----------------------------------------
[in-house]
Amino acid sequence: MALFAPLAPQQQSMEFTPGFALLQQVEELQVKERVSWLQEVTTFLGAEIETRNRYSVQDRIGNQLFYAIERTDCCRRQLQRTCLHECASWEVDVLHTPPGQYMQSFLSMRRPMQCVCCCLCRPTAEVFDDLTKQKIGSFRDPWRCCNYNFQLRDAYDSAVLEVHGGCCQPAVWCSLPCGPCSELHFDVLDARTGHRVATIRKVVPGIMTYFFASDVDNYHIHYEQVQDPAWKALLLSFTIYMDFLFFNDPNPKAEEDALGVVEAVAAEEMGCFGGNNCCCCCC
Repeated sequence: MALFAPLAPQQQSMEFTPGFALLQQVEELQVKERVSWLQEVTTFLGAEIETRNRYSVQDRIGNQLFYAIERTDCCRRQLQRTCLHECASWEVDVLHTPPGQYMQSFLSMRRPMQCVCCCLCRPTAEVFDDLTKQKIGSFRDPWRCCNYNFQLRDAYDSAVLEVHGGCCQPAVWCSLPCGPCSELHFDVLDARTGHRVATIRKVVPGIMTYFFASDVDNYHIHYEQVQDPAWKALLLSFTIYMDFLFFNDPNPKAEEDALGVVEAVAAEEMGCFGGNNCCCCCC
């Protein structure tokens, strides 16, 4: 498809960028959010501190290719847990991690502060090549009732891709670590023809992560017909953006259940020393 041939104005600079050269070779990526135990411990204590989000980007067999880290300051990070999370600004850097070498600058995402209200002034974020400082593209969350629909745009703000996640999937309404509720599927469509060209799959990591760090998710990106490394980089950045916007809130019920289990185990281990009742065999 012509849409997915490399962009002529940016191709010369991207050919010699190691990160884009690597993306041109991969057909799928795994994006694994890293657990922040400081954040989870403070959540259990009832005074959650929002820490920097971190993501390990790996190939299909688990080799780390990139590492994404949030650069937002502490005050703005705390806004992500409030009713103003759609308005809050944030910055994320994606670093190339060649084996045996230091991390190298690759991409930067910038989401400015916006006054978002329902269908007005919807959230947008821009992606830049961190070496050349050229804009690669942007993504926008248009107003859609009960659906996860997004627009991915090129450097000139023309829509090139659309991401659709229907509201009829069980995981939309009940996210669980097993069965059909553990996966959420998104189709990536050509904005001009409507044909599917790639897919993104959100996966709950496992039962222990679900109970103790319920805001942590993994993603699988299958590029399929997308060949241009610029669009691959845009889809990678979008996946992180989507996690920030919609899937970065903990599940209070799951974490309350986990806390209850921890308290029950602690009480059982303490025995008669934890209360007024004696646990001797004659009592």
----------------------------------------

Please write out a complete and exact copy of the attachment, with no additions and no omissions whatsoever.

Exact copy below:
[in-house]
Amino acid sequence: MALFAPLAPQQQSMEFTPGFALLQQVEELQVKERVSWLQEVTTFLGAEIETRNRYSVQDRIGNQLFYAIERTDCCRRQLQRTCLHECASWEVDVLHTPPGQYMQSFLSMRRPMQCVCCCLCRPTAEVFDDLTKQKIGSFRDPWRCCNYNFQLRDAYDSAVLEVHGGCCQPAVWCSLPCGPCSELHFDVLDARTGHRVATIRKVVPGIMTYFFASDVDNYHIHYEQVQDPAWKALLLSFTIYMDFLFFNDPNPKAEEDALGVVEAVAAEEMGCFGGNNCCCCCC
Repeated sequence: MALFAPLAPQQQSMEFTPGFALLQQVEELQVKERVSWLQEVTTFLGAEIETRNRYSVQDRIGNQLFYAIERTDCCRRQLQRTCLHECASWEVDVLHTPPGQYMQSFLSMRRPMQCVCCCLCRPTAEVFDDLTKQKIGSFRDPWRCCNYNFQLRDAYDSAVLEVHGGCCQPAVWCSLPCGPCSELHFDVLDARTGHRVATIRKVVPGIMTYFFASDVDNYHIHYEQVQDPAWKALLLSFTIYMDFLFFNDPNPKAEEDALGVVEAVAAEEMGCFGGNNCCCCCC
């Protein structure tokens, strides 16, 4: 498809960028959010501190290719847990991690502060090549009732891709670590023809992560017909953006259940020393 041939104005600079050269070779990526135990411990204590989000980007067999880290300051990070999370600004850097070498600058995402209200002034974020400082593209969350629909745009703000996640999937309404509720599927469509060209799959990591760090998710990106490394980089950045916007809130019920289990185990281990009742065999 012509849409997915490399962009002529940016191709010369991207050919010699190691990160884009690597993306041109991969057909799928795994994006694994890293657990922040400081954040989870403070959540259990009832005074959650929002820490920097971190993501390990790996190939299909688990080799780390990139590492994404949030650069937002502490005050703005705390806004992500409030009713103003759609308005809050944030910055994320994606670093190339060649084996045996230091991390190298690759991409930067910038989401400015916006006054978002329902269908007005919807959230947008821009992606830049961190070496050349050229804009690669942007993504926008248009107003859609009960659906996860997004627009991915090129450097000139023309829509090139659309991401659709229907509201009829069980995981939309009940996210669980097993069965059909553990996966959420998104189709990536050509904005001009409507044909599917790639897919993104959100996966709950496992039962222990679900109970103790319920805001942590993994993603699988299958590029399929997308060949241009610029669009691959845009889809990678979008996946992180989507996690920030919609899937970065903990599940209070799951974490309350986990806390209850921890308290029950602690009480059982303490025995008669934890209360007024004696646990001797004659009592």